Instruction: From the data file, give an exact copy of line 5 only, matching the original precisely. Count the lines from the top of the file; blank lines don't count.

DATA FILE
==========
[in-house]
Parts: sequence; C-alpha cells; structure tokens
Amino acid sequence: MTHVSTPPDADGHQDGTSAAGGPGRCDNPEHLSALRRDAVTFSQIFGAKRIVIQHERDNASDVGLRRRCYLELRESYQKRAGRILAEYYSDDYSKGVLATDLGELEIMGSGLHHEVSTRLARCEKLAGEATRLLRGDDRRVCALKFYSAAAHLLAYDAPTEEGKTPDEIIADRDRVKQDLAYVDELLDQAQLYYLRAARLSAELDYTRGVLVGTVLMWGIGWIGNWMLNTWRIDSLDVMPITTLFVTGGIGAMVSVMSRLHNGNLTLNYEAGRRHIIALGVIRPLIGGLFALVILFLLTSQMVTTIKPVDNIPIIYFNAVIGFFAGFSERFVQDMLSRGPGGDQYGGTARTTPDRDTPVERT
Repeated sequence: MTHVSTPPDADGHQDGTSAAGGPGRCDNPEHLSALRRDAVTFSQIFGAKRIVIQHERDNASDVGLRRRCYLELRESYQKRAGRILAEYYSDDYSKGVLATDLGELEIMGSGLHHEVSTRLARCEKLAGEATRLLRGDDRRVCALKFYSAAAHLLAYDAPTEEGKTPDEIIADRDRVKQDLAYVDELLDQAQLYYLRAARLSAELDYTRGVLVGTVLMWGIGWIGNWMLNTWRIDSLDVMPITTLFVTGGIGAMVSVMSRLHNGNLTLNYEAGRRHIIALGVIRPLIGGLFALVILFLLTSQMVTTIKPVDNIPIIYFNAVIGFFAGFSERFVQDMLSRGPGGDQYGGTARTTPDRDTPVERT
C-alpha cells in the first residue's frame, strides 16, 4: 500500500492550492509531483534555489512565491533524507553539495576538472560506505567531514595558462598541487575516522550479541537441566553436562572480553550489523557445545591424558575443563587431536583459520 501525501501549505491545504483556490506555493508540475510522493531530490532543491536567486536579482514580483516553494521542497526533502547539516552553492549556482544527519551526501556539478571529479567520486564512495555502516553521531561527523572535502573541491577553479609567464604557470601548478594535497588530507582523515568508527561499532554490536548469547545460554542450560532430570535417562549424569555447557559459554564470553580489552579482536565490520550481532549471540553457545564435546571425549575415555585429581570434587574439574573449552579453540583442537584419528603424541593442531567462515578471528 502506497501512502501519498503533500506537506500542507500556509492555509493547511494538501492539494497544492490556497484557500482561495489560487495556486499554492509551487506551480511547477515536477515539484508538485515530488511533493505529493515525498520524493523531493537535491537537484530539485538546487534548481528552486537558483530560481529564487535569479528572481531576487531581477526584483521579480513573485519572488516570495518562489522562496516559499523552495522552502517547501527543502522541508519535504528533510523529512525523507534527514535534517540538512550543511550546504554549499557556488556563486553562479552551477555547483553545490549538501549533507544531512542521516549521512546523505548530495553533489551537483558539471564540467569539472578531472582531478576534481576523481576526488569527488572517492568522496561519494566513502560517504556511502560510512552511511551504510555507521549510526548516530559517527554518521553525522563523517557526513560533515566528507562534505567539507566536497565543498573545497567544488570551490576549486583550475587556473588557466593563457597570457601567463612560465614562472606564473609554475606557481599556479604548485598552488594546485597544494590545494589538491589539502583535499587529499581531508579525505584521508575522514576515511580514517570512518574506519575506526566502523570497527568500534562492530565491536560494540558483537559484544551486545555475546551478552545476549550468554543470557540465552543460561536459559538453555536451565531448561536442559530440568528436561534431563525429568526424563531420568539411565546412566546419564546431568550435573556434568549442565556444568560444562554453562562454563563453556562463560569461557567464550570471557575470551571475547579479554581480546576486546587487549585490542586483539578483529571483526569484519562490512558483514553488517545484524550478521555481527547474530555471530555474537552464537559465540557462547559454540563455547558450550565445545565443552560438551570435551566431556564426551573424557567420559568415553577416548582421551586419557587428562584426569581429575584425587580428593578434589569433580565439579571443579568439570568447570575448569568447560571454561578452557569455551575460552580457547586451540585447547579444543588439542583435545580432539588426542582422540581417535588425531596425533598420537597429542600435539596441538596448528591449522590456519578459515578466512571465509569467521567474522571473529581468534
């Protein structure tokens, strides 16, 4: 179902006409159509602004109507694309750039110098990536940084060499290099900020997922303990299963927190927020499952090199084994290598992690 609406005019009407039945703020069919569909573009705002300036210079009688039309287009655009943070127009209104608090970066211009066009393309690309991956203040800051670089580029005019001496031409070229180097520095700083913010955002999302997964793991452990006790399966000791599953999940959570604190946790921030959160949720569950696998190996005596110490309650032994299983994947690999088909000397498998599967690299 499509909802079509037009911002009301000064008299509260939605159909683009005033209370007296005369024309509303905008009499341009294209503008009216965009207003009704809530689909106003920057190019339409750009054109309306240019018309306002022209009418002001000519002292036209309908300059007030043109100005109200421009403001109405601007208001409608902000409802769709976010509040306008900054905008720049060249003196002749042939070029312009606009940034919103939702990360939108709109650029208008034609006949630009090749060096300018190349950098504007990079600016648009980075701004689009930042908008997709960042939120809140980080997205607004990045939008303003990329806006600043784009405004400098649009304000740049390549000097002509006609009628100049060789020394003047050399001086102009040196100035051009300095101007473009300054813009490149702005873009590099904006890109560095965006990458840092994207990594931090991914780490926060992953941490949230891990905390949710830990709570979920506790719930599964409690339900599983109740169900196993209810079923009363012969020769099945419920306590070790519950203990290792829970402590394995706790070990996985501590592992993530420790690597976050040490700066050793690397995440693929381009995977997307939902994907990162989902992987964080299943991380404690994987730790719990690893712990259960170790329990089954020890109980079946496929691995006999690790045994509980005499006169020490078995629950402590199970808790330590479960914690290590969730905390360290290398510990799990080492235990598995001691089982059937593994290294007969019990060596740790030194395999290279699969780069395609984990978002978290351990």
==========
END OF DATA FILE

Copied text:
C-alpha cells in the first residue's frame, strides 16, 4: 500500500492550492509531483534555489512565491533524507553539495576538472560506505567531514595558462598541487575516522550479541537441566553436562572480553550489523557445545591424558575443563587431536583459520 501525501501549505491545504483556490506555493508540475510522493531530490532543491536567486536579482514580483516553494521542497526533502547539516552553492549556482544527519551526501556539478571529479567520486564512495555502516553521531561527523572535502573541491577553479609567464604557470601548478594535497588530507582523515568508527561499532554490536548469547545460554542450560532430570535417562549424569555447557559459554564470553580489552579482536565490520550481532549471540553457545564435546571425549575415555585429581570434587574439574573449552579453540583442537584419528603424541593442531567462515578471528 502506497501512502501519498503533500506537506500542507500556509492555509493547511494538501492539494497544492490556497484557500482561495489560487495556486499554492509551487506551480511547477515536477515539484508538485515530488511533493505529493515525498520524493523531493537535491537537484530539485538546487534548481528552486537558483530560481529564487535569479528572481531576487531581477526584483521579480513573485519572488516570495518562489522562496516559499523552495522552502517547501527543502522541508519535504528533510523529512525523507534527514535534517540538512550543511550546504554549499557556488556563486553562479552551477555547483553545490549538501549533507544531512542521516549521512546523505548530495553533489551537483558539471564540467569539472578531472582531478576534481576523481576526488569527488572517492568522496561519494566513502560517504556511502560510512552511511551504510555507521549510526548516530559517527554518521553525522563523517557526513560533515566528507562534505567539507566536497565543498573545497567544488570551490576549486583550475587556473588557466593563457597570457601567463612560465614562472606564473609554475606557481599556479604548485598552488594546485597544494590545494589538491589539502583535499587529499581531508579525505584521508575522514576515511580514517570512518574506519575506526566502523570497527568500534562492530565491536560494540558483537559484544551486545555475546551478552545476549550468554543470557540465552543460561536459559538453555536451565531448561536442559530440568528436561534431563525429568526424563531420568539411565546412566546419564546431568550435573556434568549442565556444568560444562554453562562454563563453556562463560569461557567464550570471557575470551571475547579479554581480546576486546587487549585490542586483539578483529571483526569484519562490512558483514553488517545484524550478521555481527547474530555471530555474537552464537559465540557462547559454540563455547558450550565445545565443552560438551570435551566431556564426551573424557567420559568415553577416548582421551586419557587428562584426569581429575584425587580428593578434589569433580565439579571443579568439570568447570575448569568447560571454561578452557569455551575460552580457547586451540585447547579444543588439542583435545580432539588426542582422540581417535588425531596425533598420537597429542600435539596441538596448528591449522590456519578459515578466512571465509569467521567474522571473529581468534